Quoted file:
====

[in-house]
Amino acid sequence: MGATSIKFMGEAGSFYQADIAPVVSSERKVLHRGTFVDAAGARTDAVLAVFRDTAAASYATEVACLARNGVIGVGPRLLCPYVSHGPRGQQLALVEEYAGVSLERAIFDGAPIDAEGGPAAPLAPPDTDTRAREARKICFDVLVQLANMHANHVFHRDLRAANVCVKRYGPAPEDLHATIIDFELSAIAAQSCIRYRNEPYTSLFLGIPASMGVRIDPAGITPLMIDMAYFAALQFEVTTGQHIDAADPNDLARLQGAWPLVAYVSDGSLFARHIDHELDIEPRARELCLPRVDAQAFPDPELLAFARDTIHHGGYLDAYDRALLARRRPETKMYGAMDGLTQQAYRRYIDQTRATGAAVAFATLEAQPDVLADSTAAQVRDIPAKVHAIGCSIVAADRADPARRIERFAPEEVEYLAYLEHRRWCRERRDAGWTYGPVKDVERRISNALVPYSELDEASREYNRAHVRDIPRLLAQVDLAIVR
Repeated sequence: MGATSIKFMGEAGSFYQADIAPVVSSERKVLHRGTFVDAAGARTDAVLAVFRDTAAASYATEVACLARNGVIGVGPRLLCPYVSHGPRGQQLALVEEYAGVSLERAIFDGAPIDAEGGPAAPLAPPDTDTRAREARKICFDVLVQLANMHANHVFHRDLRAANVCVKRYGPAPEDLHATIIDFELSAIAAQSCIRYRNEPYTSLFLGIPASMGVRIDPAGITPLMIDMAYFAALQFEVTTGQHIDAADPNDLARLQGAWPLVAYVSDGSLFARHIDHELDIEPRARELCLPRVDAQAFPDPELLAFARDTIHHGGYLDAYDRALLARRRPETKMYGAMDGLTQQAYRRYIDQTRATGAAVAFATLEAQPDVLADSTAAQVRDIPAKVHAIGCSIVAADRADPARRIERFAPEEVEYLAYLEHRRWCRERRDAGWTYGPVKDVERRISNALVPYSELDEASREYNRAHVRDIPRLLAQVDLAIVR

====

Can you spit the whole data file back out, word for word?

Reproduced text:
[in-house]
Amino acid sequence: MGATSIKFMGEAGSFYQADIAPVVSSERKVLHRGTFVDAAGARTDAVLAVFRDTAAASYATEVACLARNGVIGVGPRLLCPYVSHGPRGQQLALVEEYAGVSLERAIFDGAPIDAEGGPAAPLAPPDTDTRAREARKICFDVLVQLANMHANHVFHRDLRAANVCVKRYGPAPEDLHATIIDFELSAIAAQSCIRYRNEPYTSLFLGIPASMGVRIDPAGITPLMIDMAYFAALQFEVTTGQHIDAADPNDLARLQGAWPLVAYVSDGSLFARHIDHELDIEPRARELCLPRVDAQAFPDPELLAFARDTIHHGGYLDAYDRALLARRRPETKMYGAMDGLTQQAYRRYIDQTRATGAAVAFATLEAQPDVLADSTAAQVRDIPAKVHAIGCSIVAADRADPARRIERFAPEEVEYLAYLEHRRWCRERRDAGWTYGPVKDVERRISNALVPYSELDEASREYNRAHVRDIPRLLAQVDLAIVR
Repeated sequence: MGATSIKFMGEAGSFYQADIAPVVSSERKVLHRGTFVDAAGARTDAVLAVFRDTAAASYATEVACLARNGVIGVGPRLLCPYVSHGPRGQQLALVEEYAGVSLERAIFDGAPIDAEGGPAAPLAPPDTDTRAREARKICFDVLVQLANMHANHVFHRDLRAANVCVKRYGPAPEDLHATIIDFELSAIAAQSCIRYRNEPYTSLFLGIPASMGVRIDPAGITPLMIDMAYFAALQFEVTTGQHIDAADPNDLARLQGAWPLVAYVSDGSLFARHIDHELDIEPRARELCLPRVDAQAFPDPELLAFARDTIHHGGYLDAYDRALLARRRPETKMYGAMDGLTQQAYRRYIDQTRATGAAVAFATLEAQPDVLADSTAAQVRDIPAKVHAIGCSIVAADRADPARRIERFAPEEVEYLAYLEHRRWCRERRDAGWTYGPVKDVERRISNALVPYSELDEASREYNRAHVRDIPRLLAQVDLAIVR